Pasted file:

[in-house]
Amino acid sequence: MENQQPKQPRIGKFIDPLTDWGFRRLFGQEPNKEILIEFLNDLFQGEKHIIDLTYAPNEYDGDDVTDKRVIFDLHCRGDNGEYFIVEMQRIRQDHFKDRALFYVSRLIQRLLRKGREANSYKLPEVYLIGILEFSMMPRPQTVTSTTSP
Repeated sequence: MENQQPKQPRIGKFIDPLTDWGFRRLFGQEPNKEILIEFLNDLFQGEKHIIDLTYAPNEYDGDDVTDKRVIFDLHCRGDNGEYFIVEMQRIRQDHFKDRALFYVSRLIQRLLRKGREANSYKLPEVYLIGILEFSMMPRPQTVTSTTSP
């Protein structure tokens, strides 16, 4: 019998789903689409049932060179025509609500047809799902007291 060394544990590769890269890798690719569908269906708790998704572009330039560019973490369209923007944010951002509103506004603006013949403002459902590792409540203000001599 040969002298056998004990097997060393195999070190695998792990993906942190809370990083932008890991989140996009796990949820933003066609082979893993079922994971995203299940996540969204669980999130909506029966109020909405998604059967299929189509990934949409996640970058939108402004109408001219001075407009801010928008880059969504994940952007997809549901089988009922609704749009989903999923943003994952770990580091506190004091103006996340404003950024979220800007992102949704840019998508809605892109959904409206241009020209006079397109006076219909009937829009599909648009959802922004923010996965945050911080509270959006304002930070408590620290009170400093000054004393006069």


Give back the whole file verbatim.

[in-house]
Amino acid sequence: MENQQPKQPRIGKFIDPLTDWGFRRLFGQEPNKEILIEFLNDLFQGEKHIIDLTYAPNEYDGDDVTDKRVIFDLHCRGDNGEYFIVEMQRIRQDHFKDRALFYVSRLIQRLLRKGREANSYKLPEVYLIGILEFSMMPRPQTVTSTTSP
Repeated sequence: MENQQPKQPRIGKFIDPLTDWGFRRLFGQEPNKEILIEFLNDLFQGEKHIIDLTYAPNEYDGDDVTDKRVIFDLHCRGDNGEYFIVEMQRIRQDHFKDRALFYVSRLIQRLLRKGREANSYKLPEVYLIGILEFSMMPRPQTVTSTTSP
């Protein structure tokens, strides 16, 4: 019998789903689409049932060179025509609500047809799902007291 060394544990590769890269890798690719569908269906708790998704572009330039560019973490369209923007944010951002509103506004603006013949403002459902590792409540203000001599 040969002298056998004990097997060393195999070190695998792990993906942190809370990083932008890991989140996009796990949820933003066609082979893993079922994971995203299940996540969204669980999130909506029966109020909405998604059967299929189509990934949409996640970058939108402004109408001219001075407009801010928008880059969504994940952007997809549901089988009922609704749009989903999923943003994952770990580091506190004091103006996340404003950024979220800007992102949704840019998508809605892109959904409206241009020209006079397109006076219909009937829009599909648009959802922004923010996965945050911080509270959006304002930070408590620290009170400093000054004393006069």